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IOE Blog


Expert opinion from IOE, UCL's Faculty of Education and Society


Linguistic xenophobia and why it should be resisted

By Blog Editor, IOE Digital, on 18 July 2016

by the TLANG team.
Like many around the country, the Translating and Translanguaging team have been shocked by the upsurge of xenophobia and racist hate crime which the police believe have been triggered by the BREXIT vote. The outcome of the vote seems to have been interpreted by some as permission to hate, or rather to express that hatred through abuse and violence. As part of the TLANG Project we are working with the East European Advice Centre, housed in the Polish Social and Cultural Association (POSK) building in Hammersmith, London. As widely reported in the media, POSK came under racist attack with graffiti smeared over its front door the day after the EU Referendum.
Aspects of the BREXIT campaign, designed to raise fear and anxiety over migration, have encouraged this response, as has the campaign of disinformation on migration conducted by some sectors of the press. As concerned citizens we join with others in deploring this (more…)

Learning together: crossing the language barrier with bilingual pupils

By Blog Editor, IOE Digital, on 11 September 2015

Li Wei
“What do I do when all my pupils speak different languages that I don’t understand myself, even though I speak several languages already?” This is a question I was once asked by an experienced teacher who was getting ready for a trip to Sierra Leone as a volunteer teacher. She taught history and geography in an inner London school and spoke English, fluent French, and had a good knowledge of German and Spanish. We talked about the possibilities of having many different languages and dialects amongst the children she would be teaching, and the purpose and objective of her trip. She concluded that the only feasible way was to allow the children to use whatever language or dialect they felt most comfortable in and to ‘co-construct’ knowledge with her. So rather than teaching them directly, she would learn as much from the pupils as they would from her. They would be learning together.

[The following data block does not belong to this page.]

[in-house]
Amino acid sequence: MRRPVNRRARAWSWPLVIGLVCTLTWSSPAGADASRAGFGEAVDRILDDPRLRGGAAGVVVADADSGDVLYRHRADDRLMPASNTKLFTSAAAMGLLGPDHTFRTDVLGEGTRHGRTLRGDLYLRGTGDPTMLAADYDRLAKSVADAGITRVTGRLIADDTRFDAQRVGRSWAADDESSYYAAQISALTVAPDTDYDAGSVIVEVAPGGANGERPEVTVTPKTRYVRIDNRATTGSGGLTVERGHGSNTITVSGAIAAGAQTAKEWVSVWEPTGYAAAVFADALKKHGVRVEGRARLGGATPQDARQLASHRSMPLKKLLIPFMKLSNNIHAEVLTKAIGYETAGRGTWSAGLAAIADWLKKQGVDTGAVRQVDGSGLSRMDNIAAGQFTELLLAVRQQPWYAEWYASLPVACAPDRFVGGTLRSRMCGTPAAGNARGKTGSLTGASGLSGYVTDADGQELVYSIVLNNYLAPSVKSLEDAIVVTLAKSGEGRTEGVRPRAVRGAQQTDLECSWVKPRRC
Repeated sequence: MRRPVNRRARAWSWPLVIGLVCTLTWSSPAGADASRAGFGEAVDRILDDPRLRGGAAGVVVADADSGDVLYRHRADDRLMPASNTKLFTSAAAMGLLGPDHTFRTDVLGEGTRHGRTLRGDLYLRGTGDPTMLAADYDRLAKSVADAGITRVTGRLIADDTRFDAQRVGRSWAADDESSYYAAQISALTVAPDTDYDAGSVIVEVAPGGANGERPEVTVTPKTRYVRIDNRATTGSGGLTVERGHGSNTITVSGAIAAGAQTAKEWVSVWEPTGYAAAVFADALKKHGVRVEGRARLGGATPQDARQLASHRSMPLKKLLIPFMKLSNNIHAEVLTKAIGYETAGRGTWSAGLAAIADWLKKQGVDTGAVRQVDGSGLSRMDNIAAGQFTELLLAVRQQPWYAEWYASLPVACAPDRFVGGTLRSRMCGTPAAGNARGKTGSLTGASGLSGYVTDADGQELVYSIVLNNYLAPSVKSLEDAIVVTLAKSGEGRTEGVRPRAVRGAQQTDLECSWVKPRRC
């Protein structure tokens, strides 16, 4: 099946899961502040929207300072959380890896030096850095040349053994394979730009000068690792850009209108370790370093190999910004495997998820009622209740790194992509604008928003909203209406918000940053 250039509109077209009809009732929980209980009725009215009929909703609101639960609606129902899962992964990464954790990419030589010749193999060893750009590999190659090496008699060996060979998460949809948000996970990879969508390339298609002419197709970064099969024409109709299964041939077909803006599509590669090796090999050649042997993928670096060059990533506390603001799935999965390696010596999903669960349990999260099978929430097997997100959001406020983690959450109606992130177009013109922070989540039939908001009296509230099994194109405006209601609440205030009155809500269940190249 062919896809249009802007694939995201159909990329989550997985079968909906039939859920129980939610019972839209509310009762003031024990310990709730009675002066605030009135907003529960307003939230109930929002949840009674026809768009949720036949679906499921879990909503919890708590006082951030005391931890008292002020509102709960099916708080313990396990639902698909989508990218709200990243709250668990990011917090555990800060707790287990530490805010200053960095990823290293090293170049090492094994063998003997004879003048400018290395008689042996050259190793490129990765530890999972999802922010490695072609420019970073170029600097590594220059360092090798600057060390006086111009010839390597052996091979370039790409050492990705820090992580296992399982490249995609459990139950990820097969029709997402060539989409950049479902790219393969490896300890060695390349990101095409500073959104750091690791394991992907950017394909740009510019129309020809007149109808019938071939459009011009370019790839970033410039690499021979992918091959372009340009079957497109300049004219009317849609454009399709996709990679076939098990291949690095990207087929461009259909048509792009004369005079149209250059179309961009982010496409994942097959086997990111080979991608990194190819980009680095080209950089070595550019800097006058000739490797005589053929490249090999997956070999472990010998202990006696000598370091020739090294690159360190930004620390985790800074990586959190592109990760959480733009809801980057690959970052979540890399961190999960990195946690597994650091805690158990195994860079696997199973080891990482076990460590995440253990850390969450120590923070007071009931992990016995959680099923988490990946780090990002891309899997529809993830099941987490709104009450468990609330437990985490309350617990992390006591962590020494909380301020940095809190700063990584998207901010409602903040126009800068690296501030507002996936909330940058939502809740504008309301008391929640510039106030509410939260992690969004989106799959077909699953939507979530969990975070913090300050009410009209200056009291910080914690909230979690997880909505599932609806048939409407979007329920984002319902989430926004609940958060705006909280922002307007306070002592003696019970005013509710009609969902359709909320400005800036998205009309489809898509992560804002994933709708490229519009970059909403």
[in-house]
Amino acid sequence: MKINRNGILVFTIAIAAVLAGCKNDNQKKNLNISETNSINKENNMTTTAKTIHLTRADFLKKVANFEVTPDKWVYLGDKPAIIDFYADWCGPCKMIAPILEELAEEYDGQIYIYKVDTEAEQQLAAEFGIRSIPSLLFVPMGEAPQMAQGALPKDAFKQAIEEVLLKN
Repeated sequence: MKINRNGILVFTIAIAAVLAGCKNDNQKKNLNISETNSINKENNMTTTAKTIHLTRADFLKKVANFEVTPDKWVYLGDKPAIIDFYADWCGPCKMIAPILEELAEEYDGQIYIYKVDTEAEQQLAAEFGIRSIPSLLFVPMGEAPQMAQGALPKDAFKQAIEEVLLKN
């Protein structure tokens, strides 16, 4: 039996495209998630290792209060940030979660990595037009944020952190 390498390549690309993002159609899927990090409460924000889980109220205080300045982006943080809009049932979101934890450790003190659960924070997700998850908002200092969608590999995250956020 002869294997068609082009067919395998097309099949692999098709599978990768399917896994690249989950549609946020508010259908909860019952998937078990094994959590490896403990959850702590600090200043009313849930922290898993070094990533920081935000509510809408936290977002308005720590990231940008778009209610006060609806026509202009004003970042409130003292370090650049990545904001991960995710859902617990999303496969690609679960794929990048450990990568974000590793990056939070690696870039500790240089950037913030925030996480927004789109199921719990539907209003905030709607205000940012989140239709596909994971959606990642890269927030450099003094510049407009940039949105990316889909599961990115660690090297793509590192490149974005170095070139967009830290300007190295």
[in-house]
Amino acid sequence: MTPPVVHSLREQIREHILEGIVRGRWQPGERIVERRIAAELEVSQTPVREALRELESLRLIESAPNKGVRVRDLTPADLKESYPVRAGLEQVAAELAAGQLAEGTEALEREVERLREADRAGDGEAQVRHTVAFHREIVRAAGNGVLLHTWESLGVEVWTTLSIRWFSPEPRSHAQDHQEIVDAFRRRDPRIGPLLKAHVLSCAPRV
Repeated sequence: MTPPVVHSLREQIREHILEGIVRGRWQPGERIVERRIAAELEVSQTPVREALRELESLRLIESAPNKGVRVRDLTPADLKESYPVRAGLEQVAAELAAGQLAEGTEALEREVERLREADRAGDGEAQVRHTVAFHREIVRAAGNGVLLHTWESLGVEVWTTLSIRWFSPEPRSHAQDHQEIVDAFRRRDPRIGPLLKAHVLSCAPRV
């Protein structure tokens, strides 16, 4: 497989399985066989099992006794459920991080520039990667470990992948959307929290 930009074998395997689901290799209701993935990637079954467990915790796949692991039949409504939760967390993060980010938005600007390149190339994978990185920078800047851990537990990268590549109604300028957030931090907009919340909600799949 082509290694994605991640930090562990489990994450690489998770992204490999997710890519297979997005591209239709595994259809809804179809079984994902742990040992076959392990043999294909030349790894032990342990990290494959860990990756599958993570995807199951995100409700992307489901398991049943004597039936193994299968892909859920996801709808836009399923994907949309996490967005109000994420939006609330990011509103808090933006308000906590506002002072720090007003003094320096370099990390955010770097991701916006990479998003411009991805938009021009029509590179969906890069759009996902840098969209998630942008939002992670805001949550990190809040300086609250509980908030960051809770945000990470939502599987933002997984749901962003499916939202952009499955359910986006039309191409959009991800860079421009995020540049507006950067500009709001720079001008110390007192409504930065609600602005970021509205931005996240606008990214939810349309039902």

This is the idea behind ‘Translanguaging’, a dynamic process of knowledge building and meaning making that employs (more…)